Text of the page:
Earlier this year, shares of Kroger (KR -1.97%) irrationally sold off after it released its fourth-quarter earnings report. After the company met or beat quarterly expectations, shares dropped 12% due to investor aversion to Kroger's plans to distribute the benefits of the recently enacted corporate tax cut between employees, capital investments, and shareholders to create what it refers to as a "more-sustainable business model." Later the company announced an aggressive hiring spree of up to 11,000 new employees to improve the consumer experience and roll out online ordering.
Although shareholders weren't initially enthused with Kroger's plans, it appears the store has not forgotten about them, and a recent announcement shows the company is putting its money where its mouth is with a new share buyback authorization -- $1.2 billion of its money, to be exact. Instead of the money coming from operations, however, it will come from an asset sale.
Kroger's getting less convenient to become more focused
As announced in the fourth-quarter call, Kroger decided to exit the convenience store business by selling it to the England-based EG Group for $2.15 billion, closing the deal this month. Per Kroger, the company will receive $1.7 billion after taxes, paving the way for the $1.2 billion authorization. Note that this is in addition to the $1 billion in share buybacks the board authorized just last month. A $2.2 billion buyback is significant at almost exactly 10% of the grocery chain's current market capitalization.
The remainder of the after-tax funds, $500 million, will be used to lower its total debt, which will put the company on a stronger financial footing -- which is important in an industry known for its cutthroat margins. Bond ratings agency Moody's referred to the sale and plans as "credit positive." In addition to the cash infusion, it also affords Kroger the focus to fully commit to its grocery business. This smaller convenience store business always seemed out of place with its plans going forward, and took focus off the core business.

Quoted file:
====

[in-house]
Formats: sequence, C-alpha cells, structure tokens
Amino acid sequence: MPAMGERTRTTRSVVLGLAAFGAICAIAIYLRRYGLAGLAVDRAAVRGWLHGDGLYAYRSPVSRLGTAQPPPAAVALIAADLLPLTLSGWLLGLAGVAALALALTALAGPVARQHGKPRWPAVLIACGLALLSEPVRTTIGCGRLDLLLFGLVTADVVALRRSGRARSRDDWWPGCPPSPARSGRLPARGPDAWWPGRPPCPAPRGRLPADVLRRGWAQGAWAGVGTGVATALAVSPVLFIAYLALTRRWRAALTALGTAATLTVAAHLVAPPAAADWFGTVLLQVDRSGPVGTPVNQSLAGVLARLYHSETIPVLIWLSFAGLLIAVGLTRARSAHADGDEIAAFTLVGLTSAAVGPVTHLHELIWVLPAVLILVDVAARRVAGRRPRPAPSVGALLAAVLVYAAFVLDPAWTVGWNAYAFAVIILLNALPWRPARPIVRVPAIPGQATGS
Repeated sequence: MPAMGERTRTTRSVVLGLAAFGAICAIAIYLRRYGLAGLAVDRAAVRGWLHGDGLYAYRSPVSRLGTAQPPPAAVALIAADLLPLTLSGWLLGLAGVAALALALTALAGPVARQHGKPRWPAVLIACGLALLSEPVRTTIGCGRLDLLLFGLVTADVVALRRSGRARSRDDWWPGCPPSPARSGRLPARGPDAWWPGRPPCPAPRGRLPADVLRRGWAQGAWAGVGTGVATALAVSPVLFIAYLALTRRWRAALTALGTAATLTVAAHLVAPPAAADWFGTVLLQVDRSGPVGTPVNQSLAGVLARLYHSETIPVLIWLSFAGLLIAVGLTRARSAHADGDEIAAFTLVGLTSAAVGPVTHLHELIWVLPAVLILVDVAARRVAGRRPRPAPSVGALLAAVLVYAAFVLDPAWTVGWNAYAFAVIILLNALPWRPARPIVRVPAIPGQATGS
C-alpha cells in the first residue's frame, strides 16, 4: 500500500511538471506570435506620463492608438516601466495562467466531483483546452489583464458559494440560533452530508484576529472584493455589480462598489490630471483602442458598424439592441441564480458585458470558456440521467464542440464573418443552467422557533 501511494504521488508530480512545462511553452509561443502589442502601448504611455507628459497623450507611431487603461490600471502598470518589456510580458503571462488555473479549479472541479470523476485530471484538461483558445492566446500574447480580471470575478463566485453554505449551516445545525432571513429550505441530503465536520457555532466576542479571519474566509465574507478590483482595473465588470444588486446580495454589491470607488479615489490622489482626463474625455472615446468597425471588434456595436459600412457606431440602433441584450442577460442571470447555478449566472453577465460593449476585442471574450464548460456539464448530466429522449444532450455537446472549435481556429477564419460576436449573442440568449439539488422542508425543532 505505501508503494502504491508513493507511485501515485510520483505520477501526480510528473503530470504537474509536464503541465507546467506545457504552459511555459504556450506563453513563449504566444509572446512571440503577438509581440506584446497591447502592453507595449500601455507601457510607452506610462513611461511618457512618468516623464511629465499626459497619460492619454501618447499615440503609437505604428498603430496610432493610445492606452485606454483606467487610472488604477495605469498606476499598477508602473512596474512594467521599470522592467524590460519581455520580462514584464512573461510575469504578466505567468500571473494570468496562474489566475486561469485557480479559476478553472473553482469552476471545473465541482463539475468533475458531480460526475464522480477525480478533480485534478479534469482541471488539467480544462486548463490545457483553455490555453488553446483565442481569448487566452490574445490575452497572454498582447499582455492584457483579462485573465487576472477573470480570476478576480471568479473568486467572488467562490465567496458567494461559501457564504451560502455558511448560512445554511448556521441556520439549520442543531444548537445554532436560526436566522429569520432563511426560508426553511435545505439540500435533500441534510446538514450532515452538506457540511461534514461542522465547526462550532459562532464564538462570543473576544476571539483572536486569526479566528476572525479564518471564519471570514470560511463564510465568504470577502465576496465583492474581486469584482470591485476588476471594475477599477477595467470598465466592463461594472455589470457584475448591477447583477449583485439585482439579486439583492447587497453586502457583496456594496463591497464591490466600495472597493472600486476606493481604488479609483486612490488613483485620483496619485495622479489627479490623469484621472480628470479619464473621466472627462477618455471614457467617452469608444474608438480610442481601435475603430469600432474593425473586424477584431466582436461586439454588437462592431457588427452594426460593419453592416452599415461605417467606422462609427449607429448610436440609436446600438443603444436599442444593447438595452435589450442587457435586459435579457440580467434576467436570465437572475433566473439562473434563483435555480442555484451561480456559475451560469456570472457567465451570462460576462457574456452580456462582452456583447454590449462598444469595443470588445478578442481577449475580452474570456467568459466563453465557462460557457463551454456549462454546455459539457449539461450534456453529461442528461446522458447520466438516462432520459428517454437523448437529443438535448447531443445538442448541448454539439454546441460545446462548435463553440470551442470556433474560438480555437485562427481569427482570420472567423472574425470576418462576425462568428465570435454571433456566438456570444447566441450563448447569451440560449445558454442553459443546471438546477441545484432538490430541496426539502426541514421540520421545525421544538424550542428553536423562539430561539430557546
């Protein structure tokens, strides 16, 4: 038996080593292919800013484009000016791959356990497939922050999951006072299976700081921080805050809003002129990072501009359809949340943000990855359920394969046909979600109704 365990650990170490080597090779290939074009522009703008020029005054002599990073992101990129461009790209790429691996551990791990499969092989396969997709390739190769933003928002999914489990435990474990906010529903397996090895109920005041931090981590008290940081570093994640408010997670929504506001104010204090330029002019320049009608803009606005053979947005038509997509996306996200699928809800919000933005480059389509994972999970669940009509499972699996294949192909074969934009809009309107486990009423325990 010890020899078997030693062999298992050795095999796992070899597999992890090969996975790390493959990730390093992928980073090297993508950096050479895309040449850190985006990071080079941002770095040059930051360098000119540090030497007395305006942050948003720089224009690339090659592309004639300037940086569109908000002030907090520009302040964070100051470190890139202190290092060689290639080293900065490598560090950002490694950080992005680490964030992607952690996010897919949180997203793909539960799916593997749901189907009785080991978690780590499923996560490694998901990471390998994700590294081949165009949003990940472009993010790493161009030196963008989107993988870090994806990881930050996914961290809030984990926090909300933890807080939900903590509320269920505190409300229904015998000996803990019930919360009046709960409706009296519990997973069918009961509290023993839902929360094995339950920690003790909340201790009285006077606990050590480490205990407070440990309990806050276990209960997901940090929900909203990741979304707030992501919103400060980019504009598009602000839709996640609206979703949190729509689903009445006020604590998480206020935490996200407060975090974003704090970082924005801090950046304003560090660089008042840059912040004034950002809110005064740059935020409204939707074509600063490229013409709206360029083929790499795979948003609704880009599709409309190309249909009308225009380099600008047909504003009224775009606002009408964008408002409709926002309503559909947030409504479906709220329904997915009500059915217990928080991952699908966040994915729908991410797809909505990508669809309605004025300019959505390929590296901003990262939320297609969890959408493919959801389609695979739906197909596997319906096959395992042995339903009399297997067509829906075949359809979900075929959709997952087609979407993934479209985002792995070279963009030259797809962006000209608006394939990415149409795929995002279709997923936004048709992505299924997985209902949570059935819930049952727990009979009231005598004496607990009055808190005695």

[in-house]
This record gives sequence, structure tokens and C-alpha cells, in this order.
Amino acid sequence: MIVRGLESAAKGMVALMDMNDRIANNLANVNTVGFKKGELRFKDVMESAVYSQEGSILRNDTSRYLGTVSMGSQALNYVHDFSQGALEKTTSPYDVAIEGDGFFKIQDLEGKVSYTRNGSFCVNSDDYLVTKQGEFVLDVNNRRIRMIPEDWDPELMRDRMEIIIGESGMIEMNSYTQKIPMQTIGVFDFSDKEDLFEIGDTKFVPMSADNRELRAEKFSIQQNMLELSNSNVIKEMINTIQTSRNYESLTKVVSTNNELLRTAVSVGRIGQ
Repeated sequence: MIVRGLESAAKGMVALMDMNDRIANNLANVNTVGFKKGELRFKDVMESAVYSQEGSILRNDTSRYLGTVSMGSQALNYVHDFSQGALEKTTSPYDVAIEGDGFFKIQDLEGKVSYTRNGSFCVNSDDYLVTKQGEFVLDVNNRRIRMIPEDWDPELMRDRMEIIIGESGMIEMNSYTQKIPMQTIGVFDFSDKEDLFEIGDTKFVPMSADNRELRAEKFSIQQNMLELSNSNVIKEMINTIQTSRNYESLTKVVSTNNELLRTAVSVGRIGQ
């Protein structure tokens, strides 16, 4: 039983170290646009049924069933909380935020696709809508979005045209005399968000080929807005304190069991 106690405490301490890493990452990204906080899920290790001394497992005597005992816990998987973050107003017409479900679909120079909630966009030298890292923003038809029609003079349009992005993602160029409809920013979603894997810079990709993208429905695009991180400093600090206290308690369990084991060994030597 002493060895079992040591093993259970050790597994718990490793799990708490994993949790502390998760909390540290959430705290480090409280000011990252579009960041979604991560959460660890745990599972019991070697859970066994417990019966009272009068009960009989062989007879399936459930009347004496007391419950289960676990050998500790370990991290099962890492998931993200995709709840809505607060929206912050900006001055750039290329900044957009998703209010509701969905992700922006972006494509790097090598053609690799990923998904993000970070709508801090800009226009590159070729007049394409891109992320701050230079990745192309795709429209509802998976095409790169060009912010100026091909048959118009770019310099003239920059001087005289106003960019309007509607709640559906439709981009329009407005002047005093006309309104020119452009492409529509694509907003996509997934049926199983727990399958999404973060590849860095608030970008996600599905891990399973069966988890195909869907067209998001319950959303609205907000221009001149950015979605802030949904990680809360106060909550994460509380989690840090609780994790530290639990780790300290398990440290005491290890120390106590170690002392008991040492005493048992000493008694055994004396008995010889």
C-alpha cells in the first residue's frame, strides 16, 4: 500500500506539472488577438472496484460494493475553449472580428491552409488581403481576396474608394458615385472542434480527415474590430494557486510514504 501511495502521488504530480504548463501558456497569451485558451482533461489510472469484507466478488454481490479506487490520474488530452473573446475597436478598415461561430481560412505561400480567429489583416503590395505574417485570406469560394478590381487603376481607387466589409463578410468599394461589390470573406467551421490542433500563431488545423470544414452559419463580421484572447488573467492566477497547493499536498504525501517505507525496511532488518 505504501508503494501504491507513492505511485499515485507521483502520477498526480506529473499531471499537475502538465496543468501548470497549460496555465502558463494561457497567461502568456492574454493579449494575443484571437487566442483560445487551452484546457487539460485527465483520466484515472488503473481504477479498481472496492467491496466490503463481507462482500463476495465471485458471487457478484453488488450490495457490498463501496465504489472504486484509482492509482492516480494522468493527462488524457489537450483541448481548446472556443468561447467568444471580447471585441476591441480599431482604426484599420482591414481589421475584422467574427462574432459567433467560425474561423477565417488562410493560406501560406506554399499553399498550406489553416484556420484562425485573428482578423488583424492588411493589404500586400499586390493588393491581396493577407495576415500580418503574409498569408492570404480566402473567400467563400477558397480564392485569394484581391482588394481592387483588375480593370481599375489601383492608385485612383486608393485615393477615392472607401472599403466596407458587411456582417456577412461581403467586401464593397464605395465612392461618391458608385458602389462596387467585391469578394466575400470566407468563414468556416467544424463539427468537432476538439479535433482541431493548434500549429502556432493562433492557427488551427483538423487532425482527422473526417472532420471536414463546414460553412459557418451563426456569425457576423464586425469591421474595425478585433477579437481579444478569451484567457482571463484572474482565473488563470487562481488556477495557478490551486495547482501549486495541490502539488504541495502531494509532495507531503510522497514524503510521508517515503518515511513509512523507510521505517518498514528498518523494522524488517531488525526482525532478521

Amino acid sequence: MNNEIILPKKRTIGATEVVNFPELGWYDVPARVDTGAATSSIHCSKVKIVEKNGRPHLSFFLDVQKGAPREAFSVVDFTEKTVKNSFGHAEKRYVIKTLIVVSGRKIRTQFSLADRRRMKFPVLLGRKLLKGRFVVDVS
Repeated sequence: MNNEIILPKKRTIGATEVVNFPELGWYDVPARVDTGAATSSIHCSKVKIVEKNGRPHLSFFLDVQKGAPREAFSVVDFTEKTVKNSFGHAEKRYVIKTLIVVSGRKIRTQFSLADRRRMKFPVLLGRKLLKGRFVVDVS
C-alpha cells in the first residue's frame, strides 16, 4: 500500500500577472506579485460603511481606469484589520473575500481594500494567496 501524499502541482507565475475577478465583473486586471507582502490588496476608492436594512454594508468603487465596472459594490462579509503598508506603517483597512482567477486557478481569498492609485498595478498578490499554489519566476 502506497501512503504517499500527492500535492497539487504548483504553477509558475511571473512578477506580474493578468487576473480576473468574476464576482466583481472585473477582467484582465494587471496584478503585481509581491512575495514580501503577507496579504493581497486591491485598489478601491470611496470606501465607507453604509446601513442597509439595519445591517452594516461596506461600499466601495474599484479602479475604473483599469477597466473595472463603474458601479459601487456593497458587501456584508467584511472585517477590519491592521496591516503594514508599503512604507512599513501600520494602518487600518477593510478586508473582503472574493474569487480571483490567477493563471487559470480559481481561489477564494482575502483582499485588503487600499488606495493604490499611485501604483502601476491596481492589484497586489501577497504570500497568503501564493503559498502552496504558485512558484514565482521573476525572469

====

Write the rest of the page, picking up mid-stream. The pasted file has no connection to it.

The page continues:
Kroger's valuation is becoming more compelling
Considering Kroger's recently announced buybacks, it's clear the company is relatively undervalued. As of this writing, shares currently trade hands at less than 12 times forward earnings, while the greater S&P 500 trades at 17 times forward earnings. Note this is before Kroger's stock buybacks, which, using back-of-the-envelope math, would lower its forward PE to 10.6 times if the full repurchase were conducted at today's prices.
Admittedly, some of Kroger's valuation is reflective of the industry in which it operates; as previously stated, the grocery industry is notoriously low-margin, with the expectation that better operators can turn a profit on efficiency and volume. As such, pure-play grocers tend to have lower valuation multiples than companies in other industries. Even accounting for industry characteristics, however, Kroger appears irrationally valued. More recently, Kroger has sold off on fears that Amazon's recent purchase of Whole Foods would disrupt the entire industry.
To date, however, the Amazon/Whole Foods combination has been less disruptive to the overall industry and more disruptive to Whole Foods' operations, with both customers and suppliers raising concerns about the brand post-acquisition. While Amazon/Whole Foods will most likely succeed, the grocery market is big enough for strong, experienced-focused operators. Kroger has shown an ability to grow in a tough industry, reporting 12% growth last quarter, and shouldn't be priced for Armageddon.